In-plane three-step needle insertion technique for ultrasound-guided continuous femoral nerve block after total knee arthroplasty: A retrospective review of 488 cases

Hyeon Ju Shin, Jung Sub Soh, Hyong Hwan Lim, Bumjoon Joo, Hye Won Lee, Hae Ja Lim

Research output: Contribution to journalArticle

4 Citations (Scopus)


Background: Continuous femoral nerve block (CFNB) improves postoperative analgesia after total knee arthroplasty (TKA). The aim of this study was to investigate the clinical efficacy and complications of our in-plane three-step needle insertion technique that was devised to reduce the risk of direct femoral nerve injury during CFNB in anesthetized patients. Methods: This retrospective study included 488 patients who had undergone TKA. Ultrasound (US)-guided CFNB was performed under general or spinal anesthesia using an in-plane, three-step needle insertion technique. The success rate and difficulties of catheter placement, clinical efficacy of analgesia, and complications were recorded. Results: Femoral catheters were placed with a 100% success rate. In 488 patients, real-time US imaging revealed easy separation of the fascia iliaca and the femoral nerve following injection of local anesthetic through a Tuohy needle. Verbal numerical rating scale pain scores (0–10) were 2.0 ± 1.2, 3.5 ± 1.9, 3.2 ± 1.7, 2.9 ± 1.3, and 2.5 ± 1.1 at 1, 6, 12, 24 and 48 h postoperatively. No femoral hematoma, femoral abscess, or neurologic complications, including paresthesia or neurologic deficits, were observed during the 8-week follow-up period. Conclusions: This retrospective study suggests that an in-plane three-step needle insertion technique for CFNB may reduce the risk of femoral nerve injury in anesthetized patients.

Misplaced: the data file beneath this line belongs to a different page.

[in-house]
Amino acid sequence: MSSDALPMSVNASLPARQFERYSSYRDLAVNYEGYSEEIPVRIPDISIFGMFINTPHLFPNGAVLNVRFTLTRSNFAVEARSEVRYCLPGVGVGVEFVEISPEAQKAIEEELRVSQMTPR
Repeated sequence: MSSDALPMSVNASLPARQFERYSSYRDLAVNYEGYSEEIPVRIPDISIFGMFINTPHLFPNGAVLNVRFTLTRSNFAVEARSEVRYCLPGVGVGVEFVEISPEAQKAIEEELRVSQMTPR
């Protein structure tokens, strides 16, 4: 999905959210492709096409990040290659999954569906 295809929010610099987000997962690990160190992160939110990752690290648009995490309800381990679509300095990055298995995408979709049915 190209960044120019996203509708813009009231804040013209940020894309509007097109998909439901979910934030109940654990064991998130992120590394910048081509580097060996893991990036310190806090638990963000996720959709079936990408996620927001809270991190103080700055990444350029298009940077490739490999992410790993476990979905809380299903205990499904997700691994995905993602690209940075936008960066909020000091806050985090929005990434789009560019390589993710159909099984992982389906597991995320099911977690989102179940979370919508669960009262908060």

Original languageEnglish
Pages (from-to)587-591
Number of pages5
JournalKorean Journal of Anesthesiology
Issue number6
Publication statusPublished - 2016 Dec 1



  • Arthroplasty
  • Catheters
  • Femoral nerve
  • Knee
  • Ultrasonography

ASJC Scopus subject areas

  • Anesthesiology and Pain Medicine

Cite this